KITCHENER -- Some students at Wilfrid Laurier University are on edge after the school confirmed this past weekend that four people had tested positive for COVID-19.

The students said they're concerned about where the cases came from and whether or not they're at risk.

Most of the campus is closed and students are learning online, but there are students who live nearby in student housing both on- and off-campus.

One student, Liliana, went to a local testing site Tuesday because she's been around someone who tested positive for the disease.

"Since I have been exposed to other people, I'd like to take the time to take that test just to reassure that I don't have it," she said.

Liliana and others are concerned that the cases at WLU could be linked to the outbreak at Western University, where 28 students tested positive last week.

Region of Waterloo Public Health officials said there's no known connection at this point.

"We have not discovered a contact with Western," Medical Officer of Health Dr. Hsiu Li Wang said.

Dr. Wang said a case in a university student may not be reported to the region's health unit if their home address is elsewhere.

"Then what usually happens is that if a neighbouring health unit gets the case and there's potential implications here, then they'll share that information," she said.

University officials said it's ultimately up to the public health unit managing the case, and the student, to disclose the information.

"Wilfrid Laurier University is committed to keeping our community safe," a statement from the university said in part. "We are working to provide accurate and timely information to our community when we are notified about confirmed COVID cases, either by an individual or by public health."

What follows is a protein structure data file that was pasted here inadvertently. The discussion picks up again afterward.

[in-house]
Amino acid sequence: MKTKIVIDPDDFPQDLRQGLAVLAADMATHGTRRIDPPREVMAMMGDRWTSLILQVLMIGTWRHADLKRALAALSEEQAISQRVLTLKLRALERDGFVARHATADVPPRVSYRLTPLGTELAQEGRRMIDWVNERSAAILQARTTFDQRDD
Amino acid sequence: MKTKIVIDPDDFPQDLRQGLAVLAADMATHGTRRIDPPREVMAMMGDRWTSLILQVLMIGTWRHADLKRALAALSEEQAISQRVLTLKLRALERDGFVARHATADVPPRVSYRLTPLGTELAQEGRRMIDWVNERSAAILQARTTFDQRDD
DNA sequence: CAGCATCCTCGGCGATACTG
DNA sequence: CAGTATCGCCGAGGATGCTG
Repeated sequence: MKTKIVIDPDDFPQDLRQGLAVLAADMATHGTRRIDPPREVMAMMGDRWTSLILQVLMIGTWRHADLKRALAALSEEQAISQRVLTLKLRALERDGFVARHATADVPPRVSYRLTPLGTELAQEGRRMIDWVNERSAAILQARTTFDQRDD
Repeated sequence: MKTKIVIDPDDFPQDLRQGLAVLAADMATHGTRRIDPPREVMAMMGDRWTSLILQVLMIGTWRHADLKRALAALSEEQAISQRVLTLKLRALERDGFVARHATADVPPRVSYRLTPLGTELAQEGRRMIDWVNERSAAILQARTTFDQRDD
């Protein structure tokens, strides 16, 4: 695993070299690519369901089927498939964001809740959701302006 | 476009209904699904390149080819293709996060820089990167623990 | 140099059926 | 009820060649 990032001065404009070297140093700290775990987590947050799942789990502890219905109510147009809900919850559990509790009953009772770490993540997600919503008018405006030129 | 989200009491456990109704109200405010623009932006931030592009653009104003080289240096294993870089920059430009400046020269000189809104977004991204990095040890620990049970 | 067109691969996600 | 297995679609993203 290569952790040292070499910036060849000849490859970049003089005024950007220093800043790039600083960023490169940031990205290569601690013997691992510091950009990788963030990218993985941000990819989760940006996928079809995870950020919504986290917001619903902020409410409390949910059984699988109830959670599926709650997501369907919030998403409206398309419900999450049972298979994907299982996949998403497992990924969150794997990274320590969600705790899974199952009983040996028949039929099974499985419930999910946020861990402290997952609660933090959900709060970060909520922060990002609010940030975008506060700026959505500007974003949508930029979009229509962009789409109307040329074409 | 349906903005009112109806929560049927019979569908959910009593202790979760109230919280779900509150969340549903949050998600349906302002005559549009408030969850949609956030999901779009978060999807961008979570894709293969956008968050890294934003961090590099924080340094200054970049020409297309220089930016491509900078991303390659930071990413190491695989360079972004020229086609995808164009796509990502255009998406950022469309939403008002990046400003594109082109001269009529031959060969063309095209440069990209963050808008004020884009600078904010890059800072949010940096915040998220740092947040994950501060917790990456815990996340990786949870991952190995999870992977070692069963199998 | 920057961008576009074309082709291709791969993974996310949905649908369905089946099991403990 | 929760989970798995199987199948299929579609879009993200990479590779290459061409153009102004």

This year's Homecoming weekend has moved online.

The city passed a nuisance bylaw to address large unsanctioned public events at a meeting on Monday night. It gives bylaw officers an added tool to help deter and dispel large crowds.

Waterloo regional police Chief Bryan Larkin said anyone who throws a party could face charges.

"Can result up to a fine up to $10,000," Larkin said. "But those who attend can be fined up to $750."

Liliana said she's avoiding Homecoming and wants to visit her parents this weekend. But, that plan might need to change.

"If I do have it, and I'm asymptomatic right now, at least I can stay here and be quarantined here and not expose my family to anything," she said.

WLU officials are only aware of the four students who have tested positive. Two of those cases are managed by Region of Waterloo Public Health and the other two managed by Wellington-Dufferin-Guelph Public Health.